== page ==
Field-test materials to gauge effectiveness

Create focus group or one-on-one evaluation

Health care educators know that easy-to-read materials are a must for patients with limited literacy skills but also work best for skilled readers.

There are many elements that distinguish an easy-to-read booklet including writing style, the organization of information, and an uncluttered layout.

However, the only way to be sure the material has met its goal of being easy to read is to field-test it.

Material can be field-tested in focus groups or in one-on-one interviews. For best results the intended audience must be used to determine if the material works.

During the field-testing phase recruit individuals who have similar characteristics as the target audience in knowledge, attitude, skill, and accessibility, says Sandra Cornett, RN, PhD, director of the OSU/AHEC Health Literacy Program at The Ohio State University in Columbus.

"The more specific you make your criteria the more specific your audience is the better you will be," says Aracely Rosales, president of Rosales Communication in Philadelphia, a company that specializes in plain language and culture, and a member of The Clear Language Group.

When Rosales field-tested material on breast cancer via focus groups, the target audience was women who had been affected by the disease and their caregivers.

Rosales recommends asking focus groups who should be asked to review the material. The groups providing information on breast cancer suggested spouses since they are involved in the treatment process. So some of the groups Rosales field-tested the material with were mixed, patients and spouses, and some were only partners of breast cancer survivors.

To find the appropriate people for focus groups or one-on-one evaluation contact community based-organizations or hire a company that has expertise in recruitment. Rosales says if the piece is bilingual make sure the focus groups are bilingual.

To recruit a focus group for a booklet targeting pregnant women Rosales partnered with organizations in the community that work with pregnant women such as family-planning clinics.

"There are many ways to recruit. You can approach organizations directly, partner with organizations, distribute flyers as well as advertise in the newspaper," says Rosales.

Test clear language individually

Wendy Mettger, MA, president of Mettger Communications in Takoma Park, MD, a consulting firm that specializes in health literacy and plain language projects and a founding member of The Clear Language Group, checks to see if materials are truly easy to read by working with adult learners.

"In making sure the materials you are preparing are attractive and appealing and understandable to many different individuals we have found that working with adult learners is a great way to measure that because these are people who have marginal skills and are struggling to learn how to read and write effectively," she explains.

Mettger likes to work with individuals from this group because one-on-one field-testing provides people with limited literacy skills an atmosphere of confidentiality and safety.

To find adult learners contact local literacy programs, she advises.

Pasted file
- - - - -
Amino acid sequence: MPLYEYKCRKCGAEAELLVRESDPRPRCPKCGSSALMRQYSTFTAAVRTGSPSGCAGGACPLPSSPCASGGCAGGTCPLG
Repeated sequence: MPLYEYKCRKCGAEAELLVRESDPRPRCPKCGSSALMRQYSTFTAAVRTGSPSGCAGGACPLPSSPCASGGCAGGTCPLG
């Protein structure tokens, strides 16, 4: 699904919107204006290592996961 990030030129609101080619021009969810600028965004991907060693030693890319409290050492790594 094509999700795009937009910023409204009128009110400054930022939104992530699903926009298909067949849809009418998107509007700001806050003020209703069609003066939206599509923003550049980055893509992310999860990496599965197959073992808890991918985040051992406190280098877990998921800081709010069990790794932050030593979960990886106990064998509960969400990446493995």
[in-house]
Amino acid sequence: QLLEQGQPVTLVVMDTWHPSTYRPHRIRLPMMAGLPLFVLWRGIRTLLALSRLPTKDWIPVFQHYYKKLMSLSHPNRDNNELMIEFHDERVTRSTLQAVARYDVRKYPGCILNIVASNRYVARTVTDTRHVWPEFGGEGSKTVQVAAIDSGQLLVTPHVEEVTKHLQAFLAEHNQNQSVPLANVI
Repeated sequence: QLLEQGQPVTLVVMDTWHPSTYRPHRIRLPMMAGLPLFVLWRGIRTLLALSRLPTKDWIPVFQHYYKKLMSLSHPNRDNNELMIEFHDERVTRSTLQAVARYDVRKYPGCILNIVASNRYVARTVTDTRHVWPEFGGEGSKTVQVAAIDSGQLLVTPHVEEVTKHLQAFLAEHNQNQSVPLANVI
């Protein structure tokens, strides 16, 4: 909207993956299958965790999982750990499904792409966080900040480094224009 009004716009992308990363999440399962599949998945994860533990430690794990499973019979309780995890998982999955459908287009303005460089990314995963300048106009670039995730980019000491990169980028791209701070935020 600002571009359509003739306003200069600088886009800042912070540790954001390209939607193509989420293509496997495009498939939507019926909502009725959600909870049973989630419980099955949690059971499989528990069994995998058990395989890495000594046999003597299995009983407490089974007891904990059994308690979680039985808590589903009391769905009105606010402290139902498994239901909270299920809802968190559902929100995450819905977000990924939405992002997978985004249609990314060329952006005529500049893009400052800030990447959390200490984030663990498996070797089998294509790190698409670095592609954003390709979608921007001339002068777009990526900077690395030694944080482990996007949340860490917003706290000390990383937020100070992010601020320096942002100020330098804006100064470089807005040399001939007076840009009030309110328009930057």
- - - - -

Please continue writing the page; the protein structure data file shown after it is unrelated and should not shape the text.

Teachers can identify the appropriate students, and recruiting can take place during class. One of the key advantages of adult education programs is that the students have undergone a reading assessment to determine their reading level. If the material to be tested is at a sixth-grade reading level the appropriate students can be identified.

It's important not to give people material in advance but have them read it during the focus group or one-on-one evaluation. In this way it is possible to observe the participants discretely to see how quickly they read through the material and if they seem to be stuck on any pages. Often people who are learning to read will read the material out loud so it is easy to see if they struggle with any of the words or skip words they can't pronounce.

Mettger has a script she reads through before getting started that explains the process of letting people know there are no right or wrong answers, and it is their opinion she wants so the more honest they can be the better.

The testing process, whether one-on-one or in focus groups, should help identify areas that are problematic. Look for patterns, says Mettger. For example, during field-testing of a pamphlet on Alzheimer's disease it was clear that people with low literacy skills struggled with the words. So a phonetic guide was inserted into the text.

Generally about 10 interviews are appropriate. If the pamphlet is on a specific disease, such as diabetes, Mettger might do half with people who have diabetes and the other half with adult learners.

With focus groups Rosales recommends running about four groups with a trained facilitator. Always work with prepared questions that help determine if the point of the pamphlet is understood, such as accessing treatment for cancer.

"When you see a pattern in the beginning focus groups when people have trouble with content or a specific piece of information make sure to review this with other focus groups," she advises.

Once all the information is collected it is often clear what changes need to be made. Rosales says she prefers to make the changes and test the material one more time just to make sure the changes are right on target.

Sources

For more information about field-testing contact:

  • Sandra Cornett, RN, PhD, director, OSU / AHEC Health Literacy Program, The Ohio State University, 206 E Atwell Hall, 453 W. 10th Ave., Columbus, OH 43210. Phone: (614) 293-7396. E-mail: sandy.cornett@osumc.edu.
  • Wendy Mettger, MA, president, Mettger Communicaitons, 129 Grant Avenue, Takoma Park, MD 20912. Phone: (301) 270-2774. E-mail: wmettger@mindspring.com.
  • Aracely Rosales, president, Rosales Communication, Philadelphia, PA. Phone: (215) 849-0545. E-mail: aracely@rosalesc.com.